The World Of Dahlov Ipcar

 

 

 

 

 

 




"I find it hard to explain my art, but then it doesn't really need explanation.
It may seem mysterious or challenging, but all you need to do is to open your
heart to the joy and excitement of a new visual experience, to accept a new
vision of a world full of the unusual, a world of the creative imagination."

Dahlov Ipcar - Seven Decades of Creativity...

The Artist's Reflections...

 

I have lived most of my life surrounded by the serenity and natural beauty of Maine, yet my art is done entirely from imagination. I strive to create my own unique vision of the world. I am intrigued and inspired by the endless variety of patterns and forms in nature; they arouse in me the desire to create forms and patterns of my own.

While many people view the world through the eyes of past artists, I feel that it is up to the artists of the present to reveal new ways of seeing the world and to create new worlds never before seen. Increasingly, I have come to feel that the reality created by the artist is more important than actual reality. The real world may come to seem oppressively dull and barren unless transformed and revitalized by imagination.

 

 

 

 


I rarely plan a painting or make fully developed sketches before starting. At most I start with a quick 5" X 8" sketch. I do most of my drawing directly on the canvas with a brush and let the work develop spontaneously. I have deliberately tried to train my visual memory so that I am able to see the animals I wish to paint in my mind's eye, whether antelopes leaping or zebras galloping. This gives me an unusual freedom.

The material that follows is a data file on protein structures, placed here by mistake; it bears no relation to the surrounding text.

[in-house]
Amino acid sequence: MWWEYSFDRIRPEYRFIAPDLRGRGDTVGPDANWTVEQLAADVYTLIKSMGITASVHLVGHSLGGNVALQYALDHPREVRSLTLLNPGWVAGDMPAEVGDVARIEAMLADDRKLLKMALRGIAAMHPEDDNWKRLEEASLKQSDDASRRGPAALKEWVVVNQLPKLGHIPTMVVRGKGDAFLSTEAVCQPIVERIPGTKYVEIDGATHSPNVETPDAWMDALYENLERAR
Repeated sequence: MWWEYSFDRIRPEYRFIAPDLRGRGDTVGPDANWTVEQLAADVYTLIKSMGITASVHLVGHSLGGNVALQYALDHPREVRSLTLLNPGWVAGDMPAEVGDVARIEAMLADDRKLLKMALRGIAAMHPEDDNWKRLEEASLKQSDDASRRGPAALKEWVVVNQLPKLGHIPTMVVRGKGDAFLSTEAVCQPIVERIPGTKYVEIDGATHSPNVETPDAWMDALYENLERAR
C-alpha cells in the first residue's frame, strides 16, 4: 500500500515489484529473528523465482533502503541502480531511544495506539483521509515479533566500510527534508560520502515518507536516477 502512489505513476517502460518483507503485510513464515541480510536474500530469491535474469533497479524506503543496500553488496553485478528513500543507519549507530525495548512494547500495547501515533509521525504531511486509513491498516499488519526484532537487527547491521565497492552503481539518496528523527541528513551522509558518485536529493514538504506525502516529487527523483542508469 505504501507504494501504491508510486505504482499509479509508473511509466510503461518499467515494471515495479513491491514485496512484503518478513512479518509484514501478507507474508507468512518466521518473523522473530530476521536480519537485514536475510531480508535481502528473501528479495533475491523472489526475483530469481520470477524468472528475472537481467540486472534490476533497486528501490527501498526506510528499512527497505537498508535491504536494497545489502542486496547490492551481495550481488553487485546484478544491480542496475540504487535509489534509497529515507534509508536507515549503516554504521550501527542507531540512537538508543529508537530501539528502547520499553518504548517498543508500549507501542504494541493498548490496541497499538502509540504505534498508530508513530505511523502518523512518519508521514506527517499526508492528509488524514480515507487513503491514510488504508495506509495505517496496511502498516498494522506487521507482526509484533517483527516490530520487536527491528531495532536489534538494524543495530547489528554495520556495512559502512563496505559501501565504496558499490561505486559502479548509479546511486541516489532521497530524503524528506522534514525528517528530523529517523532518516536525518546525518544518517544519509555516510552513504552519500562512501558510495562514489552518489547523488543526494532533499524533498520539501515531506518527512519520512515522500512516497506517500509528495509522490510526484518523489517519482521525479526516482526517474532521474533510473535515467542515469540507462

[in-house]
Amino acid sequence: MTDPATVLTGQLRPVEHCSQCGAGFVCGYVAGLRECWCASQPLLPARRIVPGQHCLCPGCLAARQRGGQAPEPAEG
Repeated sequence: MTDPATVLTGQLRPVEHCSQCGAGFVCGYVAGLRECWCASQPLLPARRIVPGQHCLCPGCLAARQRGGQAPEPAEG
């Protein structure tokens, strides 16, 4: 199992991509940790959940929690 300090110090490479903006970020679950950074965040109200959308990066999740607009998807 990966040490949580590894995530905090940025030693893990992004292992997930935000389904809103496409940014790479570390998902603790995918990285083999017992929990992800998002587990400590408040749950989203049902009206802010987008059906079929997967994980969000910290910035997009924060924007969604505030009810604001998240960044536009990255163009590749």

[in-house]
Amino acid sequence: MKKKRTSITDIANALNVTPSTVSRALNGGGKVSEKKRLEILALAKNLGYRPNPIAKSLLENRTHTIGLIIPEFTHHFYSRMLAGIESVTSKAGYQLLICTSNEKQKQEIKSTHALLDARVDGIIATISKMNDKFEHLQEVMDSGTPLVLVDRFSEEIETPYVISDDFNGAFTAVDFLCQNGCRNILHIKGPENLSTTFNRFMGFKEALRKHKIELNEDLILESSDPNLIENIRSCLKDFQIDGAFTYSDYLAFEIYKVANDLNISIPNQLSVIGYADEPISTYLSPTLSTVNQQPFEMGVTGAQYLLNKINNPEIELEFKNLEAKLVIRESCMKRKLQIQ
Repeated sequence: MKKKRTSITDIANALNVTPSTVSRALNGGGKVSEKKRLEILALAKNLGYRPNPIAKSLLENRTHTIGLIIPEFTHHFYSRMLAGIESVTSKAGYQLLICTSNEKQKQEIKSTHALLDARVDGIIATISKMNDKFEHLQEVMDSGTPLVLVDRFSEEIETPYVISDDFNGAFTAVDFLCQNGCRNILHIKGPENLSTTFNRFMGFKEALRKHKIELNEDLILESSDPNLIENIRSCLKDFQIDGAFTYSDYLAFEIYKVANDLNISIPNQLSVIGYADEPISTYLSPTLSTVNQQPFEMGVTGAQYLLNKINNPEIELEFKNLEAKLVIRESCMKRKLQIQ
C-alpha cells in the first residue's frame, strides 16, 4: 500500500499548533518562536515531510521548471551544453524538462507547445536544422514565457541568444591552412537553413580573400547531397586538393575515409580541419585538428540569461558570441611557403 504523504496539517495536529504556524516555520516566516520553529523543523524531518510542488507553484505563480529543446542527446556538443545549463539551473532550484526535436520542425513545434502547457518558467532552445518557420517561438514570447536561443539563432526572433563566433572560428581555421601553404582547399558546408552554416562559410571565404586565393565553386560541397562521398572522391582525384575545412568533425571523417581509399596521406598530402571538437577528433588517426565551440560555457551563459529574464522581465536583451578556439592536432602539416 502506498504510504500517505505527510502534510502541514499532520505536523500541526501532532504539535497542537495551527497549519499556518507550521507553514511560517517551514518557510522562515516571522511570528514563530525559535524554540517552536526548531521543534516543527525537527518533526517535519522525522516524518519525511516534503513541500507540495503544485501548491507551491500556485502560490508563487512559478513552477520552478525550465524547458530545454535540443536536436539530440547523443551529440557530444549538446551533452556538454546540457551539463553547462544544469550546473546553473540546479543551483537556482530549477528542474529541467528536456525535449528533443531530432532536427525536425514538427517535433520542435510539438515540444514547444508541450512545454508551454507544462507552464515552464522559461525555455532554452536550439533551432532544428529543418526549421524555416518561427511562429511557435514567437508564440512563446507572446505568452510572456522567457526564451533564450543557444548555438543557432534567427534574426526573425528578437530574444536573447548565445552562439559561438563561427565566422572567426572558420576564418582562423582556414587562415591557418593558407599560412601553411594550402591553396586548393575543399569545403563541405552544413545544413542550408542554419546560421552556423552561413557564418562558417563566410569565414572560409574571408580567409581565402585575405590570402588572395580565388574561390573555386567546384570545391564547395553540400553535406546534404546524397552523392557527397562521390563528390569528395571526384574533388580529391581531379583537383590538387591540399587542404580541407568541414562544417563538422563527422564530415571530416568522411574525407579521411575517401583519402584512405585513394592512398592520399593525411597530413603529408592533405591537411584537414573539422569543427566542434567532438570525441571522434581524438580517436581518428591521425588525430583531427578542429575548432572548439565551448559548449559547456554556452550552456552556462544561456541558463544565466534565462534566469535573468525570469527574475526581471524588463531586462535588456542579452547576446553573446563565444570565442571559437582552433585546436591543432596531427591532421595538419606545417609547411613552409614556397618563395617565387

But this only partially explains my approach to art -- if it explains it at all. Nobel Prize winner Isaac Bashevis Singer once said that no matter how willing artists are to explain their motivations and their methods, it always appears that they are hiding their secrets, for they are doing something that seems impossible to the disciplined mind; they are playing a game without rules.

All my life I have enjoyed playing this game. To me each painting I start is a challenge and a mystery to be solved. Some artists say they want to simplify their work as much as possible: they want "to avoid problems." I feel that problems are what make it all interesting. Sometimes it is an exhausting struggle, but it is always exciting. As I work on a painting it is like a continually changing kaleidoscope of composition, color, meanings. If, in the end, I succeed in realizing my original vision, even in some small measure, that is the supreme reward.

Dahlov Ipcar

 


Chess game with granddaughter, Katie, 2009

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